Further Disney feature films of the 1940s were modestly budgeted collections of animated short segments put together to make a feature film. These began with Saludos Amigos in 1942 and continued during the war with The Three Caballeros in 1944 and after the war with Make Mine Music in 1946, Fun and Fancy Free in 1947, Melody Time in 1948 and The Adventures of Ichabod and Mr. Toad in 1949. For the feature films Mickey and the Beanstalk, Bongo and Wind in the Willows he condensed them into the package films Fun and Fancy Free and The Adventures of Ichabod and Mr. Toad since Walt feared that the low-budget animation would not become profitable. The most ambitious Disney film of this period was the 1946 film Song of the South, a film blending live-action and animation which drew criticism for accusations of racial stereotyping in later years.

In 1950 Disney produced Cinderella. Cinderella was an enormous success,becoming the highest grossing film of 1950, and would become Disney's most successful film since Snow White and the Seven Dwarfs and Disney's first single narrative feature film since Bambi.

Disney also started producing full live-action films beginning with Treasure Island in 1950. He also had been creating nature documentaries since Seal Island in 1948 and started broadcasting on television with his One Hour in Wonderland special in 1951. Due to this Walt Disney was needed on several different units at one time and was spending less time in the animation department. However he never lost interest in animation and was always present at story-meetings; here they needed him the most. In 1951 he released Alice in Wonderland, a project he had been working on since the late-1930s and had shelved during the war. Alice in Wonderland was only moderately successful and received mixed reviews from the critics. However in 1953 he released Peter Pan which like Alice in Wonderland had been in production since the late-1930s, early-1940s and was shelved during the war. However unlike Alice, Peter Pan was a big success both critically and financially.

When Disney's contract with RKO expired at the end of 1953, instead of renewing it as usual Disney was concerned about the instability of RKO (due to owner Howard Hughes' increasingly erratic control of the studio) and started distributing its own films through its newly created Buena Vista Distribution subsidiary. This allowed a higher budget for shorts and features than the last few years of cartoons made for RKO dictated, which made it possible to make some of the cartoons in the new CinemaScope format. However, the budget per short was nowhere near as high as it had been in the 1940s as Disney had been focusing more on live action, television, and feature animation and less on short animation. In 1953, shortly after the switch from RKO to Buena Vista, Disney released its final Mickey Mouse short, The Simple Things. From there the studio produced fewer animated shorts by the year until the animated shorts division was eventually closed in 1962, with the release of its final short A Symposium on Popular Songs. After that, any future short cartoon work was done through the feature animation division.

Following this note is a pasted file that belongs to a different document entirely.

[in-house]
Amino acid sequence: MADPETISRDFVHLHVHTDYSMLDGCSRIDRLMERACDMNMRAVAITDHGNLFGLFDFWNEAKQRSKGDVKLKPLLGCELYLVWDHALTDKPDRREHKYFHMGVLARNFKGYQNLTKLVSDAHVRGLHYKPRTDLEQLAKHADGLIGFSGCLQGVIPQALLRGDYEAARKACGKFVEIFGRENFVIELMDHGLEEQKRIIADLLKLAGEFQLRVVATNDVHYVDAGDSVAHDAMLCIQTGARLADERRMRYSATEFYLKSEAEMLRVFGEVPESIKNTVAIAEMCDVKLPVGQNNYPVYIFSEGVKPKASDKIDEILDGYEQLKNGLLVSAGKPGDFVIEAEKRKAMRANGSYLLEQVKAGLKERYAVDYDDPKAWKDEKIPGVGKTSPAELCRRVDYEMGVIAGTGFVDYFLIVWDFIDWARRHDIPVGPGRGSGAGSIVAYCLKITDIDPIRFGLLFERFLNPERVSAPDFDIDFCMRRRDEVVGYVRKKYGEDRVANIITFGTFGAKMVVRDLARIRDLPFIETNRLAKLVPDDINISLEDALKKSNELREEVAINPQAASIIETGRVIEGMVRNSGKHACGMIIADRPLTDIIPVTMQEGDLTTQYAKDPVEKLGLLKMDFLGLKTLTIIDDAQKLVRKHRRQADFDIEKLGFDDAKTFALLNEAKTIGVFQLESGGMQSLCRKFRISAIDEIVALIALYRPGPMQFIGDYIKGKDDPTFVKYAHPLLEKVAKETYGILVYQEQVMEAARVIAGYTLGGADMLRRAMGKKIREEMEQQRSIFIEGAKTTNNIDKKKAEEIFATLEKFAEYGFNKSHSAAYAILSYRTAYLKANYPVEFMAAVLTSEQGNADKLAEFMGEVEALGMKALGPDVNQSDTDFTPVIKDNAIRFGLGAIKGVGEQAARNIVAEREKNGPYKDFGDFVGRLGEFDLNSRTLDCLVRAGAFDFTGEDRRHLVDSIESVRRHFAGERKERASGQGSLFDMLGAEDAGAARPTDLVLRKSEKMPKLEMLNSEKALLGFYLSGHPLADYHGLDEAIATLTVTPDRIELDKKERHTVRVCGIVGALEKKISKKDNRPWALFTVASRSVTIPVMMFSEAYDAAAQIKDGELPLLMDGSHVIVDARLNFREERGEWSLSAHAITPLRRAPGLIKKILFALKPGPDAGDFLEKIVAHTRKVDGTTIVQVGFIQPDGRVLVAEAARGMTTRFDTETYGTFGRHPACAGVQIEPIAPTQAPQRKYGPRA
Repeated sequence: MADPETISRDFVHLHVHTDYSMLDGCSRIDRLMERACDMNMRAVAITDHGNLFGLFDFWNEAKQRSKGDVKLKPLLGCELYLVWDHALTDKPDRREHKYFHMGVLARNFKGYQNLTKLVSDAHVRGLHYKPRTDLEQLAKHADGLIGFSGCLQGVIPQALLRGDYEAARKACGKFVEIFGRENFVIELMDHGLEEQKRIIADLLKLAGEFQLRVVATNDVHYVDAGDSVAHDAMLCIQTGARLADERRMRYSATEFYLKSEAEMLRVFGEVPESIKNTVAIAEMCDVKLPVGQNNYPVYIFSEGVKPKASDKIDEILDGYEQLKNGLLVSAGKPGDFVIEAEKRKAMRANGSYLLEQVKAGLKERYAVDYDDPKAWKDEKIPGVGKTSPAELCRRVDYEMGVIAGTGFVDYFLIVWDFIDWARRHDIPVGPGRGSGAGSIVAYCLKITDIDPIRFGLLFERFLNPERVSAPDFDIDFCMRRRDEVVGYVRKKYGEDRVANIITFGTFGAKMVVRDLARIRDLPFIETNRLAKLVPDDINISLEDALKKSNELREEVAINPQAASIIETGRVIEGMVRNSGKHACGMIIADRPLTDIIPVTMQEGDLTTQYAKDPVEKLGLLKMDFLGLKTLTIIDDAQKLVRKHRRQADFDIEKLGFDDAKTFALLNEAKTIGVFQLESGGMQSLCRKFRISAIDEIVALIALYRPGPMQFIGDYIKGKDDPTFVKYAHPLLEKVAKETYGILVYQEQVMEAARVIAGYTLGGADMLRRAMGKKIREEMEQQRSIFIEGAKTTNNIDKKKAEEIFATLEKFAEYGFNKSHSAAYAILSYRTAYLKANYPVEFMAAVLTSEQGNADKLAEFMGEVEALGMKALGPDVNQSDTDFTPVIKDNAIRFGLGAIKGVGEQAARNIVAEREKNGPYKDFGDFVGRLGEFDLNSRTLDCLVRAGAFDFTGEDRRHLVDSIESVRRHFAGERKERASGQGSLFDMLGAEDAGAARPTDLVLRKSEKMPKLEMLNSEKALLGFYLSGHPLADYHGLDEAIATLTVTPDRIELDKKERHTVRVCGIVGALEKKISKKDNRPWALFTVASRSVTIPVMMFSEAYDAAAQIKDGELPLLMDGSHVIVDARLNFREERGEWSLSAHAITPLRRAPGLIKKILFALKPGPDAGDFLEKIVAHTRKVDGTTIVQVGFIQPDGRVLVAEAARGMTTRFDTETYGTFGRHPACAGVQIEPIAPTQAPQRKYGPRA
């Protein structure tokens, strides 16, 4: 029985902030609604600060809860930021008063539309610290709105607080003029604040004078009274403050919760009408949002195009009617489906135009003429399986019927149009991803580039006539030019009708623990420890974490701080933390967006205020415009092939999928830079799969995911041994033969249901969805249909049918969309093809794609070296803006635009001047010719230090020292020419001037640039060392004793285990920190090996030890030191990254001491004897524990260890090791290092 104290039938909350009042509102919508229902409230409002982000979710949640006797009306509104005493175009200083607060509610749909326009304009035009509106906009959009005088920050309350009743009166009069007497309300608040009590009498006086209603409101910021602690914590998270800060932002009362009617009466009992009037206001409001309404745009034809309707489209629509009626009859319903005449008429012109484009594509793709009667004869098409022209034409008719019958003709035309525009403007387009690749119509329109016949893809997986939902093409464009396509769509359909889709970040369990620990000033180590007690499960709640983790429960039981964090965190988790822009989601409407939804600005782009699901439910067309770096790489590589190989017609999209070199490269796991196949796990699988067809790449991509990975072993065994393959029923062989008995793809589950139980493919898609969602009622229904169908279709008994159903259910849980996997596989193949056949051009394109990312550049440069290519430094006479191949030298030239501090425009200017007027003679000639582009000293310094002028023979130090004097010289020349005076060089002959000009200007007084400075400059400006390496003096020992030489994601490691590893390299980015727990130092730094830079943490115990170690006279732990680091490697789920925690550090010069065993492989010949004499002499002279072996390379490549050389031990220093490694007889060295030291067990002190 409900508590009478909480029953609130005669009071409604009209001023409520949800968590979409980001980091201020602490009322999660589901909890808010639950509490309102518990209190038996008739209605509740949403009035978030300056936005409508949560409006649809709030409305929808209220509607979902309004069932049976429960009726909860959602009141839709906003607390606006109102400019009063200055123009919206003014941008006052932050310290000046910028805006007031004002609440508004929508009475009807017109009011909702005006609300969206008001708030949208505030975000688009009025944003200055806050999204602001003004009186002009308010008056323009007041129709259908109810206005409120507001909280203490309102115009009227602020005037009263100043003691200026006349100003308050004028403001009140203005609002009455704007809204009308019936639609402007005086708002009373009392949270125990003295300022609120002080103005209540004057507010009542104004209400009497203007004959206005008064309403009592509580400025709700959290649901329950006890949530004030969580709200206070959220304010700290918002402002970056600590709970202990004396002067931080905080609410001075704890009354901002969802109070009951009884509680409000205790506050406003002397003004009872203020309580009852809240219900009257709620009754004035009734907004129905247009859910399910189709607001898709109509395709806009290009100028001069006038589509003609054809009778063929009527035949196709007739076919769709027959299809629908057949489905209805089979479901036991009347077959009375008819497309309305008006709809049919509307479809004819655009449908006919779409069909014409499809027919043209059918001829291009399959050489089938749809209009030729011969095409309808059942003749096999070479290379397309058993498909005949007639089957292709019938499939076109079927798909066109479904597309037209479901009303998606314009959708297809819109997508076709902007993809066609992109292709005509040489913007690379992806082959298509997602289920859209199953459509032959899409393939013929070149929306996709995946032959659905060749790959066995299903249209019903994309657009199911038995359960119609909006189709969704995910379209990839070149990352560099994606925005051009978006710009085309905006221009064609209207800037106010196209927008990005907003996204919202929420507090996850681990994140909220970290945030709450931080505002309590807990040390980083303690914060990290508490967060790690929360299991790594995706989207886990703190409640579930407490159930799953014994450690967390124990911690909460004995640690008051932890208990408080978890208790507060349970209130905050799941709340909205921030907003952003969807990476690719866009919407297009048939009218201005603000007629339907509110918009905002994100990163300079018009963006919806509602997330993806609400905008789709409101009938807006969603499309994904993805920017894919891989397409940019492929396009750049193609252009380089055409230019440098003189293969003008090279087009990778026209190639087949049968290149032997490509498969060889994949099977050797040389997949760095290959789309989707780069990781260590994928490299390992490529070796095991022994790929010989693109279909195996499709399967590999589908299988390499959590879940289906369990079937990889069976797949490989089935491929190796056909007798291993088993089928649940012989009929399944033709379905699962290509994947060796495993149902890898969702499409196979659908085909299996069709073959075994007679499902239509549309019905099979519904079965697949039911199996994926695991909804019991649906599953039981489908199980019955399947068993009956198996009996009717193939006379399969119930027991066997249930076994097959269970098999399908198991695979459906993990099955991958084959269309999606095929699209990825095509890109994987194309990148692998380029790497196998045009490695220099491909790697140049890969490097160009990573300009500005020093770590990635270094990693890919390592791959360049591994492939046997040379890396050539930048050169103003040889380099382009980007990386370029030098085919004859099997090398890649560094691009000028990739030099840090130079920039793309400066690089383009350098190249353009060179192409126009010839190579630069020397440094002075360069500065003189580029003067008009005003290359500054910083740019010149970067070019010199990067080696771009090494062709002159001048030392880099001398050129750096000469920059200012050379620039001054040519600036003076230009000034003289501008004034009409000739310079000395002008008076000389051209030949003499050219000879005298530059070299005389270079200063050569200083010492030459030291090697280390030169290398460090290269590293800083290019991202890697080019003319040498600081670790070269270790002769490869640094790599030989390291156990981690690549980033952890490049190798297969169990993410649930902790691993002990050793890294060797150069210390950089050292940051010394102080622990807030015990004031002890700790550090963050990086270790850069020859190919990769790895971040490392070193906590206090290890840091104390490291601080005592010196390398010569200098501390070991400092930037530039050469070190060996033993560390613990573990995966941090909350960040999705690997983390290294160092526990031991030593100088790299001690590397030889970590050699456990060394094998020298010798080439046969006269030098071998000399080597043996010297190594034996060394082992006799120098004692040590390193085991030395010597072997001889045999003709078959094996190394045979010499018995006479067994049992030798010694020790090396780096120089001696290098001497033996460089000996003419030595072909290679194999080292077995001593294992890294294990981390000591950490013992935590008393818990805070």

In 1955 he created Lady and the Tramp, the first animated film in CinemaScope. Upon building Disneyland in 1955, Walt Disney regained a huge amount of popularity among the public, and turned his focus at producing his most ambitious movie; Sleeping Beauty. Sleeping Beauty was filmed in Super Technirama 70mm film and in Stereophonic Sound like Fantasia. Sleeping Beauty also signaled a change in the style of drawing with cartoony and angular characters; taking influence from United Productions of America. Although Sleeping Beauty was the second-highest grossing film of 1959 (just behind Ben-Hur), the film went over budget costing 6 million dollars and the film failed to make back its expenditure.. The studio was in serious debt and had to cut the cost of animation. In 1960 this resulted in Disney inventing Xerography, that replaced the traditional hand-inking. The first feature film that used Xerox cels was 101 Dalmatians in 1961. It was a huge success, however the Xerox resulted in films with a "sketchier" look and lacked the quality of the hand-inked films. According to Floyd Norman, who was working at Disney at the time, it felt like the end of an era.

On 15 December 1966, Walt Disney died of lung cancer. The last film he was involved in was The Jungle Book, released a year after his death. After Walt Disney's death the animated films produced by the Disney company were only moderately successful. The animation department did not fully recover until the late-1980s, early-1990s with the Disney Renaissance.